The bands confirmed so far is a band from California called Dawes, who recalls The Band, CSNY and a little CCR and has amazing harmonies to boot! Christopher Denny is a folksy balladeer who’s voice sounds a lot like Nashville Skyline-era Dylan. Another band committed is Milwaukee band Maritime who has a jangly UK pop influence like Smiths or the Alarm. Again, bands I’d never heard of, but already becoming a fan of. For repeat performers we get the dreamy, wonderful Snowblink (yay!) and Paleo. Apparently there will be other acts added as well.
Sean Moeller is one of those rare guys who just seems to know how to jump headlong into a project like the Daytrotter Barnstormer Tour and catch lightning in a bottle. He trusts that the people of state he grew up in will come out and support it. The buzz is growing, too.
So, if you have any possible way to get to Iowa to any of these shows– do it. If this run of shows is anything like July, it is something you will remember for a long time. Good people, great bands in barns.
Daytrotter Barnstormer 7/26/09 at Mooney Hollow Barn Slideshow
Daytrotter Barnstormer 7/28/09 at Secrest Barn Slideshow
In what would seem to be an intersection of coincidences, a band out of New Jersey gaining a lot of indie-lovin’ blog praise will be playing a barn ballroom outside of my childhood home of Bellevue, IA.
Roadside Graves is a seven-piece band serving up a hearty stew of folk and rock with a heapin’ helpin’ of rootsy country with a pinch of Celtic reel to taste. Listening to their new album My Son’s Home on Autumn Tone, I’m impressed how this band packs all of these flavors in. But, as with any good stew, the longer it sits, the flavors mingle for every spoonful (hmm… it must be time to eat). Music blogs reach to define this band and include references like Bob Dylan’s Rolling Thunder Revue, Springsteen, John Prine, Son Volt– and certainly all of those influences are heard.
Mooney Hollow Barn is a music institution in Jackson County, IA. Built in the 1930’s, it was a farm until 1977 when it was converted into a place to have monthly barn dances. In the 1980’s Mooney Hollow Barn played host to many Nashville legends including Roy Acuff, Ernest Tubb, Faron Young, Porter Wagoner, Kitty Wells, and Bill Anderson. Bill Anderson will be back to the Mooney Hollow stage 27 years after his first appearance on 9/19. In 2006 Kevin Petesch bought the barn reopened it after being closed for five years.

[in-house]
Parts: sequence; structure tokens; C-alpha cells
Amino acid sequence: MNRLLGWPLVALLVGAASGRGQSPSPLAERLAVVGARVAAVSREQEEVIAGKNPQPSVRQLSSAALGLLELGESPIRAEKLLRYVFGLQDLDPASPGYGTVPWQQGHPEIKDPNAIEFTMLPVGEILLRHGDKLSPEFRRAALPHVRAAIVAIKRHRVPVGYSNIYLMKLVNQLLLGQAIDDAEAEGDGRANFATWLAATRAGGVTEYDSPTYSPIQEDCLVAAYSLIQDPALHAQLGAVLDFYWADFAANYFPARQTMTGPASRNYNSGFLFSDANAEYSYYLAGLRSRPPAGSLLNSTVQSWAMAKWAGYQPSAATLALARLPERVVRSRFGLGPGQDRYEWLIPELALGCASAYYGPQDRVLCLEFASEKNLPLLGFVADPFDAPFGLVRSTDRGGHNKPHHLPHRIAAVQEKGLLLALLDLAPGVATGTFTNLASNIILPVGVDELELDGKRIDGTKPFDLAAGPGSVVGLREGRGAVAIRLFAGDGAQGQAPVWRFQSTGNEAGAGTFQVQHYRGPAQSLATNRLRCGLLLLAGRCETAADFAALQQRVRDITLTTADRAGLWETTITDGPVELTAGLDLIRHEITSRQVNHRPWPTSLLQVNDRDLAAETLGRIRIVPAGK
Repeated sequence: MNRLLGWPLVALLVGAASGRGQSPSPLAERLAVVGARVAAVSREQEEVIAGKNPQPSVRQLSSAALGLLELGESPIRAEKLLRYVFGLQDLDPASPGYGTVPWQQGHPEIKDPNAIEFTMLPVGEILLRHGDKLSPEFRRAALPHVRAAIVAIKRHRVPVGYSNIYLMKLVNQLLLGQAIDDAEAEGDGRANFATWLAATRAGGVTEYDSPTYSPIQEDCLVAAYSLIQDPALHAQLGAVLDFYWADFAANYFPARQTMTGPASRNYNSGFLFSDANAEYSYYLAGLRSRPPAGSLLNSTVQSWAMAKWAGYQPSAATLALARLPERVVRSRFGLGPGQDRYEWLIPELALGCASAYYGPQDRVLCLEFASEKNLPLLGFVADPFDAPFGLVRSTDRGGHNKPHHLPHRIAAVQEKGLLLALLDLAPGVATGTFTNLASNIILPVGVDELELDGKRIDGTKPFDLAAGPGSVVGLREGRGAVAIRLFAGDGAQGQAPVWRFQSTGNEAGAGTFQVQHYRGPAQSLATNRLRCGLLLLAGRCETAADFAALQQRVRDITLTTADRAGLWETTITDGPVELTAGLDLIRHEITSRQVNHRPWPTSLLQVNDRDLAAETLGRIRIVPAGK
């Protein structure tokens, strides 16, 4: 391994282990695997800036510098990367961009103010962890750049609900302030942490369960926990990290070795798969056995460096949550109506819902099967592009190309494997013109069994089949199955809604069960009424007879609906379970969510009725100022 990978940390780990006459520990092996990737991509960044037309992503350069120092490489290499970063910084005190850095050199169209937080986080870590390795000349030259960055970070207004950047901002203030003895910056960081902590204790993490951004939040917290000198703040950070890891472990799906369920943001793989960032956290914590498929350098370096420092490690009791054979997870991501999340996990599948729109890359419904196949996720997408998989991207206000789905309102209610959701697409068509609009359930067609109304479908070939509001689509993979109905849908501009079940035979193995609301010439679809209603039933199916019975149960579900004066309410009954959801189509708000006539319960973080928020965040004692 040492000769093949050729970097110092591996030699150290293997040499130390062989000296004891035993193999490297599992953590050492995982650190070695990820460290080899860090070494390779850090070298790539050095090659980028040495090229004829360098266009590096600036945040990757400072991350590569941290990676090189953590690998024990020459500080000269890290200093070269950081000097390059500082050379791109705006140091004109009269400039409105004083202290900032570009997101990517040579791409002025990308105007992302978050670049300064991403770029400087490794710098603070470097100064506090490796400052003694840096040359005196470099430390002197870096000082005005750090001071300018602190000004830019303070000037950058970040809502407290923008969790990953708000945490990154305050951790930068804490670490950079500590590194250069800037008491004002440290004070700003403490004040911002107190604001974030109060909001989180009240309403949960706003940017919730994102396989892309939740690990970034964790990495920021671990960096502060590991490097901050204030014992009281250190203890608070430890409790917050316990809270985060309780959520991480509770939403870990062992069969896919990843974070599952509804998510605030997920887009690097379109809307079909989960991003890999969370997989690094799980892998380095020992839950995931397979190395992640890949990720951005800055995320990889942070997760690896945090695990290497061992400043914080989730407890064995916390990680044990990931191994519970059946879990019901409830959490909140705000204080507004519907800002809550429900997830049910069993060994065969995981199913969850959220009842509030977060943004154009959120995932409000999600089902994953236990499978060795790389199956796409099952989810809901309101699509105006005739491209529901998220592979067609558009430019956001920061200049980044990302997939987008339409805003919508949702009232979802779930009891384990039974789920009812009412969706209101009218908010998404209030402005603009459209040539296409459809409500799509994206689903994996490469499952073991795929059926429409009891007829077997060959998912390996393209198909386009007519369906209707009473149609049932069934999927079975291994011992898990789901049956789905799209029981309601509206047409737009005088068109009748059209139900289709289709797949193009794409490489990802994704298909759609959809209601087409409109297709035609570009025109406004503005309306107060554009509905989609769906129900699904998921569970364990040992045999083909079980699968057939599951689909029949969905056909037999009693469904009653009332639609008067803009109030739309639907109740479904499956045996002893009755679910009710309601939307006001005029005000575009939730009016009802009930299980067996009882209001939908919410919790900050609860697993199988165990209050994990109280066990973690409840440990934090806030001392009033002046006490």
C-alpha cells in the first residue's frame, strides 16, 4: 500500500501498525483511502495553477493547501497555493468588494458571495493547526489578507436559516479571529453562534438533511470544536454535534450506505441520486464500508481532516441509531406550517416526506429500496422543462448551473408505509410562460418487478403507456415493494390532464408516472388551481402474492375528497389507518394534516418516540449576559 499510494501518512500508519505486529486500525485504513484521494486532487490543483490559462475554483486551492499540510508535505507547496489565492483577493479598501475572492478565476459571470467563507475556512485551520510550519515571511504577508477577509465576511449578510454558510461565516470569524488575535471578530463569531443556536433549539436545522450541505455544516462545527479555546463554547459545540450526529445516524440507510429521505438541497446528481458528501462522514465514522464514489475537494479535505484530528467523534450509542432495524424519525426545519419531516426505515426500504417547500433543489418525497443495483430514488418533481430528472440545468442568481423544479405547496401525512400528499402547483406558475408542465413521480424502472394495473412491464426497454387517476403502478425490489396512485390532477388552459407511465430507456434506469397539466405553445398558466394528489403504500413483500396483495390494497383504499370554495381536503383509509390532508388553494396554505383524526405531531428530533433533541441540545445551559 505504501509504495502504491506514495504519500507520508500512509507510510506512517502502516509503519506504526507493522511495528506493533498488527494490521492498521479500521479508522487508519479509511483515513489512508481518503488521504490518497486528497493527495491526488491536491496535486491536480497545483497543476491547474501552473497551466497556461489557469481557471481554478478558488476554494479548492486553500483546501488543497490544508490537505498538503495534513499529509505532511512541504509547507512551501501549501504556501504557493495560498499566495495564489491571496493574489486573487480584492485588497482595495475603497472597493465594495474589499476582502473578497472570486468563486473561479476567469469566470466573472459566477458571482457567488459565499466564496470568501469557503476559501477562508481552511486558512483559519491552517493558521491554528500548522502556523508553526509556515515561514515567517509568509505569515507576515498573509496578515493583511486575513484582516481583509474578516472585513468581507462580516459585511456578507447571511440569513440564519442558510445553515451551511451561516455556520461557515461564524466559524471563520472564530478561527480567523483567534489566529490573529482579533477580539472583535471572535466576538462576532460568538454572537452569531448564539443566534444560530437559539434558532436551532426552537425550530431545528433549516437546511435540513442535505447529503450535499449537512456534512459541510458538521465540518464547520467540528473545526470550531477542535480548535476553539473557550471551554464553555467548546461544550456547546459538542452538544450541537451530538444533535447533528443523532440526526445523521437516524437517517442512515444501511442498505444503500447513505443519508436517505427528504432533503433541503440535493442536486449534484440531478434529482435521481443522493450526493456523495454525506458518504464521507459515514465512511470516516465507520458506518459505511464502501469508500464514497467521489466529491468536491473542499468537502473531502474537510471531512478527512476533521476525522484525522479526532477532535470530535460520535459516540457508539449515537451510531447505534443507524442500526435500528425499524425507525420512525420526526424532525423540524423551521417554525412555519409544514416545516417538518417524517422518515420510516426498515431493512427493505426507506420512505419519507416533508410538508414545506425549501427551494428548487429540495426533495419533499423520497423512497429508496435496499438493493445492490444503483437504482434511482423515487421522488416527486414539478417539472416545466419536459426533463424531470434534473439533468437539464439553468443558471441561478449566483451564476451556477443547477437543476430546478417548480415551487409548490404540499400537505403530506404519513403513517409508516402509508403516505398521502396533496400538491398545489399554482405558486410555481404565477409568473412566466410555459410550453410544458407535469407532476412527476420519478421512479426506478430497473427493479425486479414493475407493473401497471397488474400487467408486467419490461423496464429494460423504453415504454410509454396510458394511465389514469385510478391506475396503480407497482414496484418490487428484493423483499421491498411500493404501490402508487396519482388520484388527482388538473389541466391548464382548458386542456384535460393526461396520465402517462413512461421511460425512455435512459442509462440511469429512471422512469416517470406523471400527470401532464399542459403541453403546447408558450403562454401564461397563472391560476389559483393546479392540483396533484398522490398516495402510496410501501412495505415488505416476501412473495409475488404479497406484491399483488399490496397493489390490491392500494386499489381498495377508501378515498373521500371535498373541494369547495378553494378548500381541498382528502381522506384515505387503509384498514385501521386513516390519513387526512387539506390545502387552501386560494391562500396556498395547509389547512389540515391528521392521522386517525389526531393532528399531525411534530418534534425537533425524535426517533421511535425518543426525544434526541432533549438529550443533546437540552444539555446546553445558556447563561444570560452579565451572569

Last week the inaugural Daytrotter.com Barnstormer tour stopped in Mooney Hollow bringing with it a line up of some of Daytrotter’s favorite acts. It was this appearance that brought Mooney Hollow to the attention of Roadside Graves who were looking for an overnight stop on their tour between their Milwaukee and Chicago appearances (and I bet a Daytrotter session in Rock Island just south!).
Somehow the idea of this newer band standing on the Mooney Hollow stage playing their unique blend of country, rock and folk in the same place the old guard of Nashville greats is comforting. “Will the circle be unbroken,” indeed!
It would be worth the trip to see this amazing barn, and possibly check out the sights in this great little Mississippi River town.
Click Here to listen to “Far and Wide” by Roadside Graves from My Son’s Home
Click Here to listen to “Ruby” by Roadside Graves from My Son’s Home
Daytrotter.com— the purveyor of freely-downloadable mp3’s of sessions recorded by a wide-range of artists and bands– have decided that they want to take a handful of their favorite acts on a mini-tour through some Iowa towns with a stop in Madison (just because they love that place!). These shows are FREE and ALL AGES. All the bands are hoping for are some new fans, and possibly sell some merch.